There are clearly a number of sound reasons why the brackets might be sold separately. I was wrong.

  5. 5 Catherine York July 28, 2008 at 21:51

    Yeah, well, I don’t often go out on my bike after dark. Tonight I needed to, so I got my cat-eye lights, put the front one into its bracket and then turned my attention to the back one. Imagine how I felt when I realised there WAS NO BRACKET THERE AAAAAAAAAARRRRRGHHHHHHHHH!! Some f*cker had only nicked the blasted bracket!!! Had to go out with front light alone. Good job I have a reflective vizzy jacket…

    So, I for one, am glad you can buy replacement brackets…wonder if I’ll be able to get one that isn’t so easy to nick? These ones don’t even require you to have a screwdriver in order to put them on – OR TAKE THEM OFF!!!

  6. 6 Martin July 8, 2008 at 09:36

    Certainly Evan’s Cycles in the City are a good bunch; when my saddle and post was nicked yesterday they gave me a spare saddle for free.

  7. 7 Dominic Sayers January 23, 2008 at 15:45

    And the final nail in the coffin of this post is that I went to Evans today to buy a new bracket for a light I had. The original bike was stolen but I still had the light.

  8. 8 Dominic Sayers October 12, 2007 at 09:55

    I think the weight of evidence is against me here. As John Maynard Keynes said, “When the facts change, I change my mind. What do you do, sir?”

    I’m going to add a note to the original post.

  9. 9 rich October 12, 2007 at 01:19

    Well that wasn’t well thought out, was it. Please think before making suggestions to punish those providing a useful service.

    Like others out there with a bit of experience, I
    i) just had a bike stolen with three brackets on it
    ii) had my lights safely esconced
    iii) don’t want to buy new cateye lights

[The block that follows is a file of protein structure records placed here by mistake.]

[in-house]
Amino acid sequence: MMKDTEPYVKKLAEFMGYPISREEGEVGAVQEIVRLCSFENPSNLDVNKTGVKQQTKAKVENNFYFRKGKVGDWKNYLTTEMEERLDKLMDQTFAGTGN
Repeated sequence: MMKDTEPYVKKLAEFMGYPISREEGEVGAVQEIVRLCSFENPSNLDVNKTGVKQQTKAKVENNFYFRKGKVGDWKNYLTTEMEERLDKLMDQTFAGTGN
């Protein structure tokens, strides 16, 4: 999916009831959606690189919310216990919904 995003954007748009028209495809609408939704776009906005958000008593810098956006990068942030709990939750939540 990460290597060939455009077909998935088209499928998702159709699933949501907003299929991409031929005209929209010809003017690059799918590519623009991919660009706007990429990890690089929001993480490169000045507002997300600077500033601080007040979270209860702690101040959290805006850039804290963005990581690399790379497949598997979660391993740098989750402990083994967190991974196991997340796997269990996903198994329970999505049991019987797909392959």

iv) before stolen had three bikes and just one set of lights, so extra brackets were already required.

  10. 10 Frogstar August 22, 2007 at 20:29

    Had my bike stolen, need cateye replacement brackets

    I will look up the evans cycles


  11. 11 nodney July 15, 2007 at 20:02

    Had my bike stole two weeks ago. I have something like £100 of lights for it. The lights were in my bag, nice and safe. The brackets were spiritied away along with the bike. Evans sells the brackets. Thank you them for saving me a heap of cash.

  12. 12 Scott in Chicago January 25, 2007 at 18:12

    Yesterday I dropped my bike while putting on my helmet. The light bracket broke but the light itself did not. Now I have a light that I can’t mount on a bike.

    Should we let a few bad eggs spoil it for the rest of us? You would have me bear the cost of a new light & bracket set-up to thwart the potential for future theft. Maybe I will resort to duct tape!

  13. 13 mike January 4, 2007 at 15:29

    Or when you leave the bracket on your bike and some comedy genius steals the bracket that you walk away from

  14. 14 Emmy December 13, 2006 at 17:28

    I recently had my bike stolen. Just the bike. With the brackets attatched. So now I have 2 lights but no brackets. Sadly evans only have cateye brackets. I have some crappy old lights made by powerbeam – probably in Korea. But i do see what you mean, the number of lights i’ve been through in a lifetime is many….

  15. 15 Eric June 17, 2006 at 06:02

    Sure wish I had a bike shop at all to go to…. come to Korea where everything in the world is made, but they don’t sell the crap here because if you are riding a bicycle you are probably delivering chickens to the market.

  16. 16 Anonymous November 20, 2005 at 14:58

    Err, Dominic I have 4 bikes that’s why they sell replacement brackets as well as for breakages.

    I also built a set of high powered lights and adapted a standard bracket for this purpose.–>